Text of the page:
This movie adaptation of some popular graphic novel (which are comic books for grown-ups who would otherwise feel foolish buying comic books at their time of life) wasn't quite as bad as I thought it was going to be. That's not to say it's particularly good, because its not. The story creates this future in which the world is ruled by a kind of neo-Catholic religious order who have successfully colonised a breed of beast-like vampires, but then goes nowhere with it. Instead, the film chooses to be a semi-remake of The Searchers for much of the time before suddenly becoming distracted by Spaghetti Western sensibilities.

Bettany plays the titular priest, a bit of a maverick who defies his boss (Christopher Plummer - not God) to venture into the wasteland to find his niece after his brother and wife are killed by the aforementioned vampires, who are planning to recommence their war on humans. It turns out that the vampires are now led by one of his former comrades - whom he failed to save from a vampire attack - who was subsequently turned into a human-vampire hybrid by a vampire queen, which enables him to move around in daylight but also has him believing he's The Man With No Name.

There's plenty of action, lots of explosions and a few hundred vampires - all CGI, of course, and the film has a stylish look about it. But it lacks originality and fails to develop its characters beyond their comic book - sorry, Graphic Novel - roots. Its short running time serves as both a warning that it contains little of any value and as a relief that it will all soon be over.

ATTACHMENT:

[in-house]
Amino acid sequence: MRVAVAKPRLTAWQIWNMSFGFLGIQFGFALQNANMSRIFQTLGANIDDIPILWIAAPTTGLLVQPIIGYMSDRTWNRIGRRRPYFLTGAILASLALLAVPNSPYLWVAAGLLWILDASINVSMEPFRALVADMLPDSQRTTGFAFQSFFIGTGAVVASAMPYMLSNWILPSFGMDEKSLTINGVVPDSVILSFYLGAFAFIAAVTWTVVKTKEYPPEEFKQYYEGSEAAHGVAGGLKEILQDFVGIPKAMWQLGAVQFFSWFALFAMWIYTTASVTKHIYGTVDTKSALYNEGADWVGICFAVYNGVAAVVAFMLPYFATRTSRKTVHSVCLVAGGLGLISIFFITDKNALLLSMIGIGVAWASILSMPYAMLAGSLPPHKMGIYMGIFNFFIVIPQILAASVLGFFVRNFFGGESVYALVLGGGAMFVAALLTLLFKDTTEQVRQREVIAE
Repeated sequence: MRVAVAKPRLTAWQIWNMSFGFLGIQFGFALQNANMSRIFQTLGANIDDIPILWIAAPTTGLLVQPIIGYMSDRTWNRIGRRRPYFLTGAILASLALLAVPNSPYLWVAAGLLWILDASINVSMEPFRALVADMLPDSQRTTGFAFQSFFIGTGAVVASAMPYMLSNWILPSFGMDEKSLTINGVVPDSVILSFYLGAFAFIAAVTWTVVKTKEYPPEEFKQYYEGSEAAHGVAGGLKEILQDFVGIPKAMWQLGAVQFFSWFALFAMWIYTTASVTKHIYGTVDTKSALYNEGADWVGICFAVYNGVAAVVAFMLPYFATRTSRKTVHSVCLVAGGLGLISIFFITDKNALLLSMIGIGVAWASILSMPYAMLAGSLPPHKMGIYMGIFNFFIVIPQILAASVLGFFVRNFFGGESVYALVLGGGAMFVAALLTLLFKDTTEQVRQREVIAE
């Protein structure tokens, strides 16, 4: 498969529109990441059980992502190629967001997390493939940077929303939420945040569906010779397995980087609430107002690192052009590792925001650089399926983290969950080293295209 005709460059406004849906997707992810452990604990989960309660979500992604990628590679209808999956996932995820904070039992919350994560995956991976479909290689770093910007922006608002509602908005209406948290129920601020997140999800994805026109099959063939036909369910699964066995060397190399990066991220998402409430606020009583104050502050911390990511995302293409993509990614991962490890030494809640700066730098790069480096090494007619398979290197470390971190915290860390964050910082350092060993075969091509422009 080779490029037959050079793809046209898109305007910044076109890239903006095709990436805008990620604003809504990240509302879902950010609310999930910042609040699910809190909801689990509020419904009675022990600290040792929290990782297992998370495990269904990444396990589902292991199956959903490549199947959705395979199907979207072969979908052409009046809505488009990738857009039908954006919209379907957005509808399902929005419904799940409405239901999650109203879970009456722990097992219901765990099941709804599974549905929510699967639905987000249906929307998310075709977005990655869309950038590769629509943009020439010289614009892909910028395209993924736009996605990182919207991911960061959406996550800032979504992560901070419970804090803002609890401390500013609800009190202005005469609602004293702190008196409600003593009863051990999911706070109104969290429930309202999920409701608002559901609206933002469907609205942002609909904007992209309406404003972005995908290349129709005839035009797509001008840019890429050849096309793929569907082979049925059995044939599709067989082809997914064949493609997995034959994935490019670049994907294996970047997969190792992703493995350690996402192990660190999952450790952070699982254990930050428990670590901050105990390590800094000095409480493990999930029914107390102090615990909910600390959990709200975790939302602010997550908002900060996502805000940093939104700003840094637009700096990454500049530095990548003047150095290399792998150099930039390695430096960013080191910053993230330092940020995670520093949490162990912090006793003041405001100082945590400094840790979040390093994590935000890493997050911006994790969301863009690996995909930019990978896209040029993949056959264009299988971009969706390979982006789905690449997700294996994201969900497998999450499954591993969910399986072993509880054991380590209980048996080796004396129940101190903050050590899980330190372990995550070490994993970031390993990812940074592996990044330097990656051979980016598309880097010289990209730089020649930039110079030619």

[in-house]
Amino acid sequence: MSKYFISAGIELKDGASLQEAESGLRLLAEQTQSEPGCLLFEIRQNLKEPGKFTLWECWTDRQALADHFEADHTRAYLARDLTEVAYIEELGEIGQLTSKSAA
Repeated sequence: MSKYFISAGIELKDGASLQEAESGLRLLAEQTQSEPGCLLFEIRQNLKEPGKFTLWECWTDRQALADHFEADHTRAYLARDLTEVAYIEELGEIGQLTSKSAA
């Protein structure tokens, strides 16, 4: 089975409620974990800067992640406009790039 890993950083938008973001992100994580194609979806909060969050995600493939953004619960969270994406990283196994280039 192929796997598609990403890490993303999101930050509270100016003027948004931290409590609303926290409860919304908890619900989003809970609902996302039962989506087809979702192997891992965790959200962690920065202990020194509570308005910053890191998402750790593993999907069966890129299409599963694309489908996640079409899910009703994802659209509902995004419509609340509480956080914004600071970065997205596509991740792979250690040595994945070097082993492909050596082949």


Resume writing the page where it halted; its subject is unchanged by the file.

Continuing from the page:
0 out of 1 people found the following review useful:
Stealing the Stolen..., 21 February 2012

*** This review may contain spoilers ***

Renee Zellweger, as far removed from her Bridget Jones persona as it is possible to get, plays Starlene, the girlfriend of small-time robber Watty Watts (Gil Bellows). Watts never takes a loaded gun into a robbery, but his druggy partner Billy Mack isn't quite so careful and ends up shooting dead his girlfriend when she recognises him during a hold-up. Forced to go on the run after wounding an increasingly flaky Billy Mack, Watty and Starlene encounter a host of quirky characters during their flight.

It's sort of ironic, the way other reviewers accuse C. M. Talkington, the writer and director of this admittedly over-derivative lovers-on-the-run sub-genre, of ripping off Tarantino, given that the self-aggrandising Mr. T. has hardly had one original idea in his whole career. Tarantino's gift is injecting his own distinctive style into other people's scenarios and passing off the result as an homage. It's quite incredible to think this has been working for him for twenty years now with hardly any dent to his reputation…